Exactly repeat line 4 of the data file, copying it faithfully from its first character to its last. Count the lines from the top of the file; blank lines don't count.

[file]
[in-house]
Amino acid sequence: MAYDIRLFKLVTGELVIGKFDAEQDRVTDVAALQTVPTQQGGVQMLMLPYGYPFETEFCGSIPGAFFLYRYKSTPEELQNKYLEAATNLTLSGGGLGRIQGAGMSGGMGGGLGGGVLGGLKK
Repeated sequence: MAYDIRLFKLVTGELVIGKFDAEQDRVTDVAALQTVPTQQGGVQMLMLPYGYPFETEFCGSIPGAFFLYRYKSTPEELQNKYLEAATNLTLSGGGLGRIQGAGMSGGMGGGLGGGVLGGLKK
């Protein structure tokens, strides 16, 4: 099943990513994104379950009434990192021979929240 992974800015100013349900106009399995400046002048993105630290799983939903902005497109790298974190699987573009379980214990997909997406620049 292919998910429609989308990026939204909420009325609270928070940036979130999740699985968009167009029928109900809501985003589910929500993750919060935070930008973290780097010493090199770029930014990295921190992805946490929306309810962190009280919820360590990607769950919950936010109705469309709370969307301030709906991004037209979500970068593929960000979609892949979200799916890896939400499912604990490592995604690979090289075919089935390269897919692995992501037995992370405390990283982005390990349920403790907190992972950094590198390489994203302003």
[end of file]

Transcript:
């Protein structure tokens, strides 16, 4: 099943990513994104379950009434990192021979929240 992974800015100013349900106009399995400046002048993105630290799983939903902005497109790298974190699987573009379980214990997909997406620049 292919998910429609989308990026939204909420009325609270928070940036979130999740699985968009167009029928109900809501985003589910929500993750919060935070930008973290780097010493090199770029930014990295921190992805946490929306309810962190009280919820360590990607769950919950936010109705469309709370969307301030709906991004037209979500970068593929960000979609892949979200799916890896939400499912604990490592995604690979090289075919089935390269897919692995992501037995992370405390990283982005390990349920403790907190992972950094590198390489994203302003």